Let us step back and reflect on the sweat, blood and tears that built this great nation. Think about the men and women that gave their lives. Labor Day is the day for us to remember these great workers. We should celebrate their lives, accomplishments, learn from their mistakes and hold them in great regard every day of the year.
In the late 1960s we had about 20,000 workers killed on the job every year. This was too many, and Congress came up with OSHA. OSHA was, and still is, a great idea. It took another 20 years to get the numbers down to 10,000 deaths, and it has taken another 25 years to get down to an average of 5,000 deaths per year. Yes the numbers are going down slowly, but going down is the only way.
A huge effort
Any one of those 5,000 workers will tell you Congress’s OSHA plan is still not working.
That’s because they do not see the man hours spent behind the scenes working on safety plans, safety training and the huge effort that goes on daily by many great safety folks to try and make a safer workplace.
To be a safety person is a double-edged sword. You care about the workers but you can feel alone. You have to make tough decisions about safety and at times it really is a thankless job -- no one seems to listen or care. Sometimes having a safety and health leader almost seems pointless. Until you see all your workers alive and well; then you know the job is worth it.
Night to remember
I remember 26 years ago when I opened that body bag in the morgue the night my son Pat was killed on the job. All I could think of was where was OSHA? Where was the company safety guy? Did anyone care for my son that day?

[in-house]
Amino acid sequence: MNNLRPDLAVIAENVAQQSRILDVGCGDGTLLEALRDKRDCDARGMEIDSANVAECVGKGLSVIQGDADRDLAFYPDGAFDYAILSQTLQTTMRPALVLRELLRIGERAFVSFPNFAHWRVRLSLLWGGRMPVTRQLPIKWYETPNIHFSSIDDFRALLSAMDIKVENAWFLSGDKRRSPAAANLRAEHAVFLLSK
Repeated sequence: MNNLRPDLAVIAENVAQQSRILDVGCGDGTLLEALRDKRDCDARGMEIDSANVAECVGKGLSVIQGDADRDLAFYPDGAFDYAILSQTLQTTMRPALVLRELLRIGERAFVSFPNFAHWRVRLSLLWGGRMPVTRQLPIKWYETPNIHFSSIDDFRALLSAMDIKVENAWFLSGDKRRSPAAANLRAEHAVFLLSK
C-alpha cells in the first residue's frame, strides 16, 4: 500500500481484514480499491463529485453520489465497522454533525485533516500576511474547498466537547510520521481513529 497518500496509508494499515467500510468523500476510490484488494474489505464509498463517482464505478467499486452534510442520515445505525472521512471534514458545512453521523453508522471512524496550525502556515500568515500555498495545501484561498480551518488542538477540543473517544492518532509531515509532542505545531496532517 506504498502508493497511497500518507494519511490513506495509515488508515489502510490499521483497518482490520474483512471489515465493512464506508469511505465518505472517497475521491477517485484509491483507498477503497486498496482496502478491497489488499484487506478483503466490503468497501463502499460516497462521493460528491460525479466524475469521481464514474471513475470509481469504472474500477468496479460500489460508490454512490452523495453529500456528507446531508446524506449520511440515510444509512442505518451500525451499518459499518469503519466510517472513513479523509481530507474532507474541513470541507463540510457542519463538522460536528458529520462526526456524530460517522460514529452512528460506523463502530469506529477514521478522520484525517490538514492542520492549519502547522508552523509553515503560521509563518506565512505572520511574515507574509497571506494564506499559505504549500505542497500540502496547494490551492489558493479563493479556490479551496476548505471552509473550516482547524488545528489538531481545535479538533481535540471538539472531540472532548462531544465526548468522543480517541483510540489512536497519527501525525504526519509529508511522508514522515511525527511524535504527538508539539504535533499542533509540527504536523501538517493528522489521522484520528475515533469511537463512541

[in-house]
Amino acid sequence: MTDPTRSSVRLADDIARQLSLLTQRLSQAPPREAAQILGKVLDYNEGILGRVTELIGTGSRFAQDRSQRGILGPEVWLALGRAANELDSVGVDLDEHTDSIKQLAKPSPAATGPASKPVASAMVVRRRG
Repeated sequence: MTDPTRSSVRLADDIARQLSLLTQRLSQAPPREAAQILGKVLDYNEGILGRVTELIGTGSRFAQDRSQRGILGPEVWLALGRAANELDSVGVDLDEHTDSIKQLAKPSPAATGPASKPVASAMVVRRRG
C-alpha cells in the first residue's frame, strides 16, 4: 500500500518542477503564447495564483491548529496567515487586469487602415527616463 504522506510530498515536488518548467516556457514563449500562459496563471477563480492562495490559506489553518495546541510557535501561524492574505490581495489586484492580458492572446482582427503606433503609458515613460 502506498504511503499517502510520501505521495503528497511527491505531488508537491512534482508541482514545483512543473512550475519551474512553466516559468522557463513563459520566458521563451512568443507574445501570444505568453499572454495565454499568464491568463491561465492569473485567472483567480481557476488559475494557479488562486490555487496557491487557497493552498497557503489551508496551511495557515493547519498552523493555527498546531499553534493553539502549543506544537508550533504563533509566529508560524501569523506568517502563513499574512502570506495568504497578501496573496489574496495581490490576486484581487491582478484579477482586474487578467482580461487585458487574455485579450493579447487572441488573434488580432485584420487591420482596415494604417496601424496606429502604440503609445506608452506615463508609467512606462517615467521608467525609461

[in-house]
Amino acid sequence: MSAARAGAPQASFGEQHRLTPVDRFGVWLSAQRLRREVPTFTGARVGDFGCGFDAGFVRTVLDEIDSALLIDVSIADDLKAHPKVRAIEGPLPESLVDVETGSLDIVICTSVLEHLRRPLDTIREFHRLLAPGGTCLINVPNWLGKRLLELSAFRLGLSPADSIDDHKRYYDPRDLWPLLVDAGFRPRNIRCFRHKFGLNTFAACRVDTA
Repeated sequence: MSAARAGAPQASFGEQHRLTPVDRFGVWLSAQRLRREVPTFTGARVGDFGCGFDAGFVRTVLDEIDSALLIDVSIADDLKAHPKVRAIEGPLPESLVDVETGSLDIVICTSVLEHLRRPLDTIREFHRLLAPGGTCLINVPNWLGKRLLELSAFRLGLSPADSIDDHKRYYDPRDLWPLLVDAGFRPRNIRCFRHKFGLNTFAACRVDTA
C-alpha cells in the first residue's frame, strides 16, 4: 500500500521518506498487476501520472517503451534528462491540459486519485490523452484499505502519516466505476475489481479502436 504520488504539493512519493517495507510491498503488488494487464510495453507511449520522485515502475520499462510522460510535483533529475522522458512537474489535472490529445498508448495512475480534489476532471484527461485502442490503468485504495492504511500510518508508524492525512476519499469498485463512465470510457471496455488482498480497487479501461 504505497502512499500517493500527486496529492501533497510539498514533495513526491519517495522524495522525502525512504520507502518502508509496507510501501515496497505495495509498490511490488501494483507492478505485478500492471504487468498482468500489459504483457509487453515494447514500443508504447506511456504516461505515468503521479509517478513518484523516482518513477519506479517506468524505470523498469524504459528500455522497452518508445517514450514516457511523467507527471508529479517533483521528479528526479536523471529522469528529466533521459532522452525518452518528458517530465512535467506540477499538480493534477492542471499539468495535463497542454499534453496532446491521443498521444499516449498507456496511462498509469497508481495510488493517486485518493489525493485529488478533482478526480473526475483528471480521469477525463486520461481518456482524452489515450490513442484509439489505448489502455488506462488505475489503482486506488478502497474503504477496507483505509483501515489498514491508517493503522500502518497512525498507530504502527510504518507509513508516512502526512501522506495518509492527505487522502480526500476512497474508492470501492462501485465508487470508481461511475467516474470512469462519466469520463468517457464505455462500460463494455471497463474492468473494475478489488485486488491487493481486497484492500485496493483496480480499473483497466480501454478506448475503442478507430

When I found out the safety guy and company did not care about him, and OSHA had issues with this company many, many times and did nothing, I knew I had to do something in a positive way. I had to help. I had to fix the problem.
My studies led me to find out OSHA, a paper tiger, was not doing the job Congress wanted it to do. I had to find a way to change workplace safety. I started traveling, teaching, doing safety workshops and talking to anyone that would listen, year after year, meeting after meeting anywhere, anyone.
After 26 years, I believe I will never see the true end of workplace disasters. I have learned what needs to happen, though. OSHA needs to do more to lead and champion workplace safety. It needs to stand its ground and not back down when enforcement has the violators dead to right. The agency needs to educate more and use its resources better.
Safety professionals need to up their game, too. There can always be more leadership and oversight of safety in the workplace and most of all, making sure the employee takes responsibility for his or her safety.
I have preached for years that personal responsibility is the key to workplace safety. Let me say it again, Personal Responsibility. I hear employees say, “The safety man is taking care of my safety.” He is to a certain extent, but it is the employee’s ultimate responsibility to make sure he is safe at work -- no one else. He or she is the one who is going to suffer the loss of limb, the painful blast to the body, the loss of life.
To all the safety and health professionals reading this, I believe until we get employees to take responsibility for their own safety, we will still see staggering numbers of injuries and deaths on the job. Twenty-six years of sweating over and studying the issues have led me to this belief. I deeply believe this is true.
Let’s take a step back this Labor Day – and every day -- to reflect on how we can bring the injury and death rates down. How we can make work safer ourselves. How the responsibility is on all of us.
After 70 years on this earth, I have learned the meaning of life: Leave this place better than we found it. Let’s make it happen.